Translation of barn owl in Spanish:

barn owl

lechuza, n.

noun

  • 1

    lechuza feminine
    • Harry Potter had Hedwig as his pet owl but youngsters at a Bolton school went three better when an eagle owl, a tawny owl and a barn owl flew in.
    • We did a conducted night drive and spotted many nocturnal small animals, including genet and mongoose, a barn owl up a tree eating a mouse and nightjars sitting on eggs.
    • Such a sight is sadly no longer common across Norfolk fields but at Strumpshaw Fen, near Norwich, the barn owl, with its distinctive white heart-shaped face, is breeding again.
    • And far from being a nasty raptor, the barn owl is ecologically important for natural rodent control.
    • The barn owl was Britain's most common owl in the early 19th century.
    • Children were thrilled to be able to stroke a beautiful barn owl, while an enormous eagle owl, a tawny owl, a kestrel and a turkey vulture called George looked on.
    • Parasite prevalence and intensity are high in the barn owl with 94% of the nestlings being infested with on average 40 flies per nestling.
    • The barn owl's decline in many areas has caused much concern in recent years because of the bird's role in reducing rodent populations.
    • Though the barn owl is a most haunting bird, especially when seen hunting low over meadows at dusk, on slow, noiseless wings, it's defenseless against the thundering highways.
    • The most prevalent member of this species in North America is the common barn owl (Tyto alba pratincola).
    • Especially sensitive to high pitched squeaks and rustles of rodents on the move, some owls - like the barn owl - hunt entirely by ear.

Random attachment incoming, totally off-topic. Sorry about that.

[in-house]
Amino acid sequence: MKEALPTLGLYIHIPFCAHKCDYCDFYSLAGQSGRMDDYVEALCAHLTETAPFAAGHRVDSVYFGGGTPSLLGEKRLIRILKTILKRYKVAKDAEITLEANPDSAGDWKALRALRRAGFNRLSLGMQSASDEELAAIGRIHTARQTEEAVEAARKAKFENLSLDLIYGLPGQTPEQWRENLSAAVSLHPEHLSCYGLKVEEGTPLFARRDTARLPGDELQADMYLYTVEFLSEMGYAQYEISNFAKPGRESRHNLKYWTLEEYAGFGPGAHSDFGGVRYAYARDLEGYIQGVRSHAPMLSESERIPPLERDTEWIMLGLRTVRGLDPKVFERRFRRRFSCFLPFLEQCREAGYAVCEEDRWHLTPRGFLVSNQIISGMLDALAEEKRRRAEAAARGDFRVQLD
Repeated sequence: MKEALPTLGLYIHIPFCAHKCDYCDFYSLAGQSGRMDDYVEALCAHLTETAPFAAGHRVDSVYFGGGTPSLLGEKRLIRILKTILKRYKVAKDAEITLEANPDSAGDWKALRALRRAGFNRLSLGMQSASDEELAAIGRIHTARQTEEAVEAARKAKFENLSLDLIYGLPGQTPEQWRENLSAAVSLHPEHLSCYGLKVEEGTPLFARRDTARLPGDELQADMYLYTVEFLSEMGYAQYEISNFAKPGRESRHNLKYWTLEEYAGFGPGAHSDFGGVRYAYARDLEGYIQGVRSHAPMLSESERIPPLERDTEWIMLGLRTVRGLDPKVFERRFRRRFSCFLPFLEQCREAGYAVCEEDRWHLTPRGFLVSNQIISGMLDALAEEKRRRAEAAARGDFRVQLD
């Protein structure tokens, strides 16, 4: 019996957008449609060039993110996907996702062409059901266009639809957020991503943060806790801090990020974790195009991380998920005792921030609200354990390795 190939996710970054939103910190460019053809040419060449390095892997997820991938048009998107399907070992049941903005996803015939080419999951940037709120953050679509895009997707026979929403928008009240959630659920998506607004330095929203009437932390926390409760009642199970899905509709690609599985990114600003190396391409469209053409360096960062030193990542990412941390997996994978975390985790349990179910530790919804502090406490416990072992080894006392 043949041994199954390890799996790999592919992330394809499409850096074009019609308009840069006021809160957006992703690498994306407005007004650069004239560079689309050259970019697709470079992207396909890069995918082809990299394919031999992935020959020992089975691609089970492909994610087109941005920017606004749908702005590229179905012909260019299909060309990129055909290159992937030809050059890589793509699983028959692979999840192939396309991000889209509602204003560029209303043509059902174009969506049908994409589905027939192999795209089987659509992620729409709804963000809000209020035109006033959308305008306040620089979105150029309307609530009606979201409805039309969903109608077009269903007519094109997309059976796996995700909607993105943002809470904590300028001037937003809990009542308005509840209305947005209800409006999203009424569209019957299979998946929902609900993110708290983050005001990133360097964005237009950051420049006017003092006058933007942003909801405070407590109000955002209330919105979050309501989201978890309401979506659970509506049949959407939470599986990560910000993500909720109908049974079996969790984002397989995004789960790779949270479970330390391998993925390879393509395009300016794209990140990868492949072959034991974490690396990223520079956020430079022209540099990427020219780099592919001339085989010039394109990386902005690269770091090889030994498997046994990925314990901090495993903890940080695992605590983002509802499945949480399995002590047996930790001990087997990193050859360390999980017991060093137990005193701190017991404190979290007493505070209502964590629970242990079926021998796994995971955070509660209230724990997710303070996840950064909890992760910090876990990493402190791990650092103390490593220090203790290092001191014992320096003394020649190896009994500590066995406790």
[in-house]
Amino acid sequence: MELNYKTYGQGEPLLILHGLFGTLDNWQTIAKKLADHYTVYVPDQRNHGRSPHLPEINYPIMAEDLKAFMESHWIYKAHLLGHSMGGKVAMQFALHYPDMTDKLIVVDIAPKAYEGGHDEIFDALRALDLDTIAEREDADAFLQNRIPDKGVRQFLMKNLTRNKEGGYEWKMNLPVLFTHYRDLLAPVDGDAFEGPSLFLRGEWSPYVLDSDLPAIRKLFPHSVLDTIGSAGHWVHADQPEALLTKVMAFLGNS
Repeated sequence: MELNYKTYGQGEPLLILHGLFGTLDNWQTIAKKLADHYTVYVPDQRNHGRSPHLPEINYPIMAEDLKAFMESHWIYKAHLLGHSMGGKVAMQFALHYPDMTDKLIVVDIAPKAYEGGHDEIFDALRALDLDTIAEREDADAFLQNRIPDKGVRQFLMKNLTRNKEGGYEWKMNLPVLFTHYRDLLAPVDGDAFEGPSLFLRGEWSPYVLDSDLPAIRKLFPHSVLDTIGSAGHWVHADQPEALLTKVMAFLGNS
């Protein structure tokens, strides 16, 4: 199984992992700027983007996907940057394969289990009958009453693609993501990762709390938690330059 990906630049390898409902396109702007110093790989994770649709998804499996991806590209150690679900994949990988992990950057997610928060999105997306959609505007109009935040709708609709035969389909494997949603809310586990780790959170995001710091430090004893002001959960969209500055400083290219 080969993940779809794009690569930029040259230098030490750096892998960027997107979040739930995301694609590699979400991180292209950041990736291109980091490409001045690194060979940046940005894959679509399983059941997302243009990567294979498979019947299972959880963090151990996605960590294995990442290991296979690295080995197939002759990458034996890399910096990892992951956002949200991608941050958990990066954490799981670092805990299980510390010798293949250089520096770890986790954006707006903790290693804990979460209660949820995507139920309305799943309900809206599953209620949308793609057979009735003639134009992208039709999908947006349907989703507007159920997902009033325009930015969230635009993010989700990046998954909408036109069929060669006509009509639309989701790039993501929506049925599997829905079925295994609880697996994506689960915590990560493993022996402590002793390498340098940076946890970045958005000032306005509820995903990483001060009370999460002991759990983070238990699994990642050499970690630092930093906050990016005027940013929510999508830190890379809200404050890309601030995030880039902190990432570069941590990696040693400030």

• For species like the barn owl, which can produce a second brood, this will almost certainly prove advantageous.
    • The barn owl - a ghostly presence at dusk when it hunts on pale, silent wings - also benefited.
    • And from April to September, you can catch a glimpse of a barn owl on the marsh.
    • A few years ago, the silent brush of a barn owl's wing sent Trish Nixon reeling from her porch in the still of the night.
    • No it ain't a common barn owl - it's a great horned owl, which can grow to massive proportions depending upon the local supply of rats, field mice and rabbits.
    • One element is the bird's facial disc, also found in other owls but best developed in the super-eared barn owl.
    • When we were out on our patio a few nights ago a barn owl flew in circles over us screeching.
    • Among these animals were a barn owl that had been blinded by pesticides and a red-tailed hawk that had been hit by a car.
    • This bird is none other than the common barn owl, a bird no bigger than a crow, with an unmistakable heart-shaped, chalky white, phantom-of-the-opera mask.